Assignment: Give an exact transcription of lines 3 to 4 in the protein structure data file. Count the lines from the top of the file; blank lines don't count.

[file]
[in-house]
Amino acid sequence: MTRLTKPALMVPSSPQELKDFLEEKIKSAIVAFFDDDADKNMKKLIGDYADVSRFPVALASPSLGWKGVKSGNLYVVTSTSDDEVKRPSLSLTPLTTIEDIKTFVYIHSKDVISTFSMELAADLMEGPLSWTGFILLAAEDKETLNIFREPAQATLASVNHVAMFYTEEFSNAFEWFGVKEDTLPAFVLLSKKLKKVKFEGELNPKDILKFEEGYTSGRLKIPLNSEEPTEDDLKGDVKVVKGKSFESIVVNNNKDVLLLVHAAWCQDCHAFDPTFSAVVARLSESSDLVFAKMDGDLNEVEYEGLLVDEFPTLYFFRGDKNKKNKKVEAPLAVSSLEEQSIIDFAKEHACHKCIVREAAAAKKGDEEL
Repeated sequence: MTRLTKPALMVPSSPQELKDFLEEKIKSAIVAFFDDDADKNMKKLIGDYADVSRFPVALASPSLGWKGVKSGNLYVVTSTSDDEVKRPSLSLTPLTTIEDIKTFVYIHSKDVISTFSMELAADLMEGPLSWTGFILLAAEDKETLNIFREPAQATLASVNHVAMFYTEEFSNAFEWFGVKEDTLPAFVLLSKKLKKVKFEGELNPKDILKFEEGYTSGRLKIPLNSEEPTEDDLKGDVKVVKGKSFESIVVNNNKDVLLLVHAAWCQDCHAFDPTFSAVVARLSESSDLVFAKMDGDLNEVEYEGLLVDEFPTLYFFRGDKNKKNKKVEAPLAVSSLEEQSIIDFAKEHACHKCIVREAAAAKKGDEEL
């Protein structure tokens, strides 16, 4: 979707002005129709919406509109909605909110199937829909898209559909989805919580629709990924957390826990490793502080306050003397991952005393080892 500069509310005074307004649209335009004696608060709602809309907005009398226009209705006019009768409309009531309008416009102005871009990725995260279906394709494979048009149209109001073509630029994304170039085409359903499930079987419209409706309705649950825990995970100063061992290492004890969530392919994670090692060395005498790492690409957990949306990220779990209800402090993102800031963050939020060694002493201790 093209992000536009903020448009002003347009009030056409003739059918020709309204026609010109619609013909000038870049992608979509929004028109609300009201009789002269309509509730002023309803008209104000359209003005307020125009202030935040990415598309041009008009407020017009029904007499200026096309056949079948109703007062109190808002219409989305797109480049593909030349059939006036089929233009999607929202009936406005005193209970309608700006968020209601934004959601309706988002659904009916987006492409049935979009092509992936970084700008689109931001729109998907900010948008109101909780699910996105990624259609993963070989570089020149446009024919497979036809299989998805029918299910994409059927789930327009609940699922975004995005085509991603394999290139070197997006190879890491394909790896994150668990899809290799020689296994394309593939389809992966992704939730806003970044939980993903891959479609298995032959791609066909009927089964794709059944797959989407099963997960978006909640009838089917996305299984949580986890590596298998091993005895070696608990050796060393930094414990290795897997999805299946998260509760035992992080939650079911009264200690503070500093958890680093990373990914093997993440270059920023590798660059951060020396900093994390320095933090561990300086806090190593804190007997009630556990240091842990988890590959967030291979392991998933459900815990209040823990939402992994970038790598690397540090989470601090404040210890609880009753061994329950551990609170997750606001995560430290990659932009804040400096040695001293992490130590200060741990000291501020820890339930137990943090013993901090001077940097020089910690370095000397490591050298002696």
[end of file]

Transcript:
Repeated sequence: MTRLTKPALMVPSSPQELKDFLEEKIKSAIVAFFDDDADKNMKKLIGDYADVSRFPVALASPSLGWKGVKSGNLYVVTSTSDDEVKRPSLSLTPLTTIEDIKTFVYIHSKDVISTFSMELAADLMEGPLSWTGFILLAAEDKETLNIFREPAQATLASVNHVAMFYTEEFSNAFEWFGVKEDTLPAFVLLSKKLKKVKFEGELNPKDILKFEEGYTSGRLKIPLNSEEPTEDDLKGDVKVVKGKSFESIVVNNNKDVLLLVHAAWCQDCHAFDPTFSAVVARLSESSDLVFAKMDGDLNEVEYEGLLVDEFPTLYFFRGDKNKKNKKVEAPLAVSSLEEQSIIDFAKEHACHKCIVREAAAAKKGDEEL
């Protein structure tokens, strides 16, 4: 979707002005129709919406509109909605909110199937829909898209559909989805919580629709990924957390826990490793502080306050003397991952005393080892 500069509310005074307004649209335009004696608060709602809309907005009398226009209705006019009768409309009531309008416009102005871009990725995260279906394709494979048009149209109001073509630029994304170039085409359903499930079987419209409706309705649950825990995970100063061992290492004890969530392919994670090692060395005498790492690409957990949306990220779990209800402090993102800031963050939020060694002493201790 093209992000536009903020448009002003347009009030056409003739059918020709309204026609010109619609013909000038870049992608979509929004028109609300009201009789002269309509509730002023309803008209104000359209003005307020125009202030935040990415598309041009008009407020017009029904007499200026096309056949079948109703007062109190808002219409989305797109480049593909030349059939006036089929233009999607929202009936406005005193209970309608700006968020209601934004959601309706988002659904009916987006492409049935979009092509992936970084700008689109931001729109998907900010948008109101909780699910996105990624259609993963070989570089020149446009024919497979036809299989998805029918299910994409059927789930327009609940699922975004995005085509991603394999290139070197997006190879890491394909790896994150668990899809290799020689296994394309593939389809992966992704939730806003970044939980993903891959479609298995032959791609066909009927089964794709059944797959989407099963997960978006909640009838089917996305299984949580986890590596298998091993005895070696608990050796060393930094414990290795897997999805299946998260509760035992992080939650079911009264200690503070500093958890680093990373990914093997993440270059920023590798660059951060020396900093994390320095933090561990300086806090190593804190007997009630556990240091842990988890590959967030291979392991998933459900815990209040823990939402992994970038790598690397540090989470601090404040210890609880009753061994329950551990609170997750606001995560430290990659932009804040400096040695001293992490130590200060741990000291501020820890339930137990943090013993901090001077940097020089910690370095000397490591050298002696």